Inbox: How will Nats address offense woes?

June 27th, 2018
Washington Nationals third base coach Bob Henley, left, talks with Bryce Harper (34) and Juan Soto (22) during a pitching change in a baseball game against the Tampa Bay Rays Tuesday, June 26, 2018, in St. Petersburg, Fla. (AP Photo/Steve Nesius)Steve Nesius/AP

WASHINGTON -- The Nationals began Wednesday in third place in the National League East, four games back of Atlanta. And with a crucial four-game weekend series in Philadelphia approaching, it is time for an Inbox.
Questions from fans addressed the offense, baserunning miscues, acquiring another starting pitcher and more. Let's dive in.

Using the metric weighted runs created plus (wRc+), which is like a cumulative offensive statistic, the Nationals have been the worst offensive team in the National League in June, with a 72 wRc+ at the start of the day Wednesday. They are just ahead of the Pirates for last in the NL in weighted on-base percentage. The Nats have hit just 12 home runs this month, which is last in the league. In 2018, an offense needs to hit home runs to be successful.
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There are a few reasons for these struggles. The most obvious and most cited has been health. Yes, the return of Matt Adams, and Matt Wieters would greatly improve this lineup. And is back in the lineup, but he is still working on his timing after missing eight months following a knee surgery.
But there are players who are in the lineup who are simply underperforming. Most notably, has been mired in perhaps the worst slump of his career. He has shown signs that a breakout is near during the past week, but a .623 OPS and one home run has left a huge hole in middle of the Nats' lineup. Harper is not alone, with , , and struggling at times.
So I'm not 100 percent sure the only thing wrong is a change in approach, but I am still optimistic that this can be one of the best offenses in the NL. There are several good hitters (Harper, Rendon, Turner) due for a huge bounce back to their usual production, and combined with improved health from others, the Nats should get clicking once again.

Manager Dave Martinez has talked about baserunning a lot this season, urging the Nationals to be aggressive -- or "aggressively smart," as he has called it -- while also lamenting some of the mistakes that have come with that.
According to Baseball-Reference, the Nationals had run into 32 outs on the bases, which entered Wednesday as tied with the Rockies for the most in the NL. A year ago, the Nats finished with 48 outs on the bases, two below the league average of 50. These baserunning mistakes do not always come from being overly aggressive, as Baseball-Reference also reveals that the Nats take the extra base just 39 percent of the time, when the league average is 42 percent. So if anything, Washington is being too conservative -- and deciding to go at the wrong time.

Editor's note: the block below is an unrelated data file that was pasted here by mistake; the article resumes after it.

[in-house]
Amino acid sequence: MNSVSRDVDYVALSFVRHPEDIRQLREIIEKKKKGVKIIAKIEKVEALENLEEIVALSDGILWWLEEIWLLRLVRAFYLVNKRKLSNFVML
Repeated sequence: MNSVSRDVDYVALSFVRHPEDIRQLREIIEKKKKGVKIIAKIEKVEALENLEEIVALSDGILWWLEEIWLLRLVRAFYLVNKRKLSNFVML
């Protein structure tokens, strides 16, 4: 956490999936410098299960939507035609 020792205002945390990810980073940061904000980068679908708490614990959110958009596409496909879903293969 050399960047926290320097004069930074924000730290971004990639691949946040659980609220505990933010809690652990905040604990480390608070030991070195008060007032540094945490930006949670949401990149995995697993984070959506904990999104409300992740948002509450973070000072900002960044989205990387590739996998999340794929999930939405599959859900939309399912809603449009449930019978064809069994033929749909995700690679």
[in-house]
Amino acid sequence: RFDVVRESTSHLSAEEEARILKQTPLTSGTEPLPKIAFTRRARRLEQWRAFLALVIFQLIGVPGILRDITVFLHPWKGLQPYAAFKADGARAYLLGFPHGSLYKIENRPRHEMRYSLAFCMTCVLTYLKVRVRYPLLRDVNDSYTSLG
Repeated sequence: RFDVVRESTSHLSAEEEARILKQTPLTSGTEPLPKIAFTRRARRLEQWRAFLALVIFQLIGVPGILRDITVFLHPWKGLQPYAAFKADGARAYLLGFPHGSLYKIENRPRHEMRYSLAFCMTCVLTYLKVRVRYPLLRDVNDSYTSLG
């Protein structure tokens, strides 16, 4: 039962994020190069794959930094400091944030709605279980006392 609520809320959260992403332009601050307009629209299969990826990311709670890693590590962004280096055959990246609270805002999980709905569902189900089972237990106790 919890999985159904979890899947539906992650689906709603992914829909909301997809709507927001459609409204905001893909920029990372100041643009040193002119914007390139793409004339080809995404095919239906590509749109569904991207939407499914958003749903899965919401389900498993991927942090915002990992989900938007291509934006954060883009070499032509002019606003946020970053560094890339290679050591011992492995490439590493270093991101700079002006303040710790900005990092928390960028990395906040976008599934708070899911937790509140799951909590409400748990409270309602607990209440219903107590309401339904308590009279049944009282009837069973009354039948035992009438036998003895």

Baseball Prospectus is much less kind. They keep a statistic called Baserunning Runs, which measures the number of runs contributed by a player's advancement on the bases, above or below what would be expected by an average baserunner. As a team, the Nationals are last in all of baseball with -9.2 BRR.
Fangraphs is more kind to Washington, but it does show a dip from last season. By the Ultimate Base Running statistic, which measures non-stolen-base-related plays on the basepaths, the Nats are 11th in MLB (1.4 UBR) after finishing seventh (4.1 UBR) last season.

Starting pitching was the unquestioned strength of the Nationals through the first two months of the season, so it's a surprising reality that they could probably use another starting pitcher. But this problem is heightened with two-fifths of their rotation on the DL ( and , who is due back Saturday) and two-fifths of their rotation struggling this month ( and ), leaving NL Cy Young Award candidate Max Scherzer without much help. At this point, I'd be surprised to see the Nationals make a major play for one of the starting pitchers available because of the cost in prospects. This team still believes its rotation is one of its biggest strengths.

Gonzalez has an 8.44 ERA in five starts this month, which has seen his ERA rise to 3.68. Honestly, I don't think there are any major problems here if he's being truthful when he said after his last start that he is physically healthy. He seems to be just regressing back to his career ERA of 3.64.
Looking at his breakdown by start, he has only had two duds: against the Giants on June 9 (four runs in 3 1/3 innings) and Monday against the Rays (six runs in one inning). Otherwise, he pitched well on June 2 against the Braves (seven innings of three-run ball). On June 15, Gonzalez got charged for two runs in seventh inning against the Blue Jays after he arguably should have been out of the game having already thrown 100 pitches and then lost a fly ball in the lights. And on June 20, Gonzalez had been pitching well, if not for a hanging curveball to for a two-run homer; then rain shortened his outing to four innings.

It seems as if Harper is going to be the primary center fielder on days Michael A. Taylor is out the lineup. Harper feels comfortable there, and Martinez prefers him there instead of Eaton, who feels more comfortable on the corners anyway. So I expect Harper will continue to get a lot of playing time in center field.

The Nationals have not provided much information on the recovery of and his hyperextended elbow. He had been in an arm brace after the injury, but recently he has been posting videos of himself hitting in a cage to his Instagram account. So for now, Robles is working out and rehabbing at the team's complex in West Palm Beach, Fla. The club still expects him to return this season, perhaps to be ready in time as a potential September callup.